CIPD Annual Conference and Exhibition 7-8 November 2018 - Karen Teago joins the Blog Squad

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This will be my first time at a CIPD event since returning to legal practice and I cannot wait to get stuck in.  After 5 years in HR roles, I took up the position of Joint-CEO and Principal Solicitor here at YESS Law, a leading employment law practice, in June 2018.

What is there at conference for me?  Is it relevant to an employment lawyer?  More to the point, bearing in mind CIPD has asked me back to the blogsquad following last year’s debut, is an employment lawyer relevant to this conference?

I’d like to think so.  After all, I’m the same person I was this time last year.  I’m just carrying a different label.  I’m still fascinated by human relationships at work and how they impact on the work experience.  In my experience (as employment lawyer and HR professional), people will put up with bad work for the sake of good working relationships far more frequently that they will put up with poor relationships for the sake of work they enjoy.  Relationships make or break the experience in almost all cases. So I will enjoy meeting up with people I already know and meeting new folks, all of whom will be at the conference because they are similarly interested in better work and working lives.

The CIPD conference is a great opportunity to find out how organisations in all sorts of industries and sectors look after their people and how this has changed and is changing over time.  The free exhibition is brimming with fun new ideas and breathtakingly clever technology aimed at improving people experience at work, but we also see exhibitors who can help employers with the more serious aspects of working life – things I am back to working with every day as an employment lawyer, such as inequality, ill health, the impact of caring responsibilities, and breakdowns in communication and relationships.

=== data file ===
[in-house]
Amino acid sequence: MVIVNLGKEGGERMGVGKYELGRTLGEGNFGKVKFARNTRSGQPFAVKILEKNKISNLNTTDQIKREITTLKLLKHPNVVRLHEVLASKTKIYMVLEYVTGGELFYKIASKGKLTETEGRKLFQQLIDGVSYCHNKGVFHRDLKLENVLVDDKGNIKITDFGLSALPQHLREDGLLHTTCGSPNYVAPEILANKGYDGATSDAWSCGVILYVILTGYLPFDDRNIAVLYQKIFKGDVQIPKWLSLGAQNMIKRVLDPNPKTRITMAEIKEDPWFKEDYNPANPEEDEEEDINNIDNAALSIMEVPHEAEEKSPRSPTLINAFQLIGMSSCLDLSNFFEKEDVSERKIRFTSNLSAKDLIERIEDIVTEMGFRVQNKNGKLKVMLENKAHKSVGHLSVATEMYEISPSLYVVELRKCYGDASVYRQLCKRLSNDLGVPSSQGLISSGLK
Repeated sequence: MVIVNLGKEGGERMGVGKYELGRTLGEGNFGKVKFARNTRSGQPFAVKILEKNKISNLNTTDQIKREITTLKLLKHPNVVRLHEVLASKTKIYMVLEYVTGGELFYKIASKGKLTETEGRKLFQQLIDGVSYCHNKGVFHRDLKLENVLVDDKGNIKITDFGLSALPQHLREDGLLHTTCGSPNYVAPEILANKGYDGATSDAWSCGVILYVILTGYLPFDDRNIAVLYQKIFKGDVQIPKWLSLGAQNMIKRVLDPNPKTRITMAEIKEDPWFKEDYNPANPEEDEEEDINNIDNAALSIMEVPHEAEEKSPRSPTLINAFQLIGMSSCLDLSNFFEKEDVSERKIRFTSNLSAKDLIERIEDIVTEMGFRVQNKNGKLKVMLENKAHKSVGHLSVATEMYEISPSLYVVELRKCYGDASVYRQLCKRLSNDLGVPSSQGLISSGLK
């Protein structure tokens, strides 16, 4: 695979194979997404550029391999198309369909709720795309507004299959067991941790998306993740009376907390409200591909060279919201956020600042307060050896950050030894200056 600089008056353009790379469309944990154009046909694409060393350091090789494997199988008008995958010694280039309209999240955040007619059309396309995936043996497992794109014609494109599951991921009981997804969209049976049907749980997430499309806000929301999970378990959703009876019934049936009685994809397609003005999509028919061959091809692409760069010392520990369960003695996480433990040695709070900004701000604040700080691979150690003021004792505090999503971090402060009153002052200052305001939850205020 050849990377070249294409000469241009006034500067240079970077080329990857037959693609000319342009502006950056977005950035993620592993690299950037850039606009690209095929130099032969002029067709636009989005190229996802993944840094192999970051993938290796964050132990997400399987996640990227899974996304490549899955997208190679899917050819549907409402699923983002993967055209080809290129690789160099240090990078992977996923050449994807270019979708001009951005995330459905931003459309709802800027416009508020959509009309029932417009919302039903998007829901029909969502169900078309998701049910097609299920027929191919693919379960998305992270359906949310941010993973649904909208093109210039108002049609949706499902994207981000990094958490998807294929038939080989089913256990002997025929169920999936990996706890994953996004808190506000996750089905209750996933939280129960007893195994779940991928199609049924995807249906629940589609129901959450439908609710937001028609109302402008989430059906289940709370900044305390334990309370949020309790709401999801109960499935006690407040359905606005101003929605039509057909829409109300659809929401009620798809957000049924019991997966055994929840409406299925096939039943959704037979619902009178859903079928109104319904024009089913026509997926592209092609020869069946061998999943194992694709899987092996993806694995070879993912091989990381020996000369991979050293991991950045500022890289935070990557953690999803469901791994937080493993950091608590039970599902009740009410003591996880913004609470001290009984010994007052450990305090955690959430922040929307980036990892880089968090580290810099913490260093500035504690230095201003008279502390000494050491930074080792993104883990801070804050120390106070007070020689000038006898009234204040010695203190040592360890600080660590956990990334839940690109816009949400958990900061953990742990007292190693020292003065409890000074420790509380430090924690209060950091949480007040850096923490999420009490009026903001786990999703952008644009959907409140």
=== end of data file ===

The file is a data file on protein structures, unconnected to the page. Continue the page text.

There are organisations exhibiting who won’t have the biggest stand or the best freebies, but whose work is invaluable when working life is difficult for employers and their people, for whatever reason.

Some exhibitors working with the tough stuff who I’ll be popping along to see:

Dry January

The Government Equalities Office

Macmillan at Work

The National Autistic Society


If you are heading to conference please take some time around the exhibition and take advantage of information and resources from these exhibitors and others who work in the slightly less glamorous fields, who can help you make a difference to people when it really matters.  If you work in or around Manchester, you could pop along for an hour or two – the exhibition hall quietens down while the conference sessions are in progress and the exhibitors would love some extra visitors to help the day whizz by.

You might see me too, I’ll be the girl with the big label that says “Employment Lawyer”.  Or I’ll just be the human being whose label doesn’t matter, same as everyone else there.


Life's too short to litigate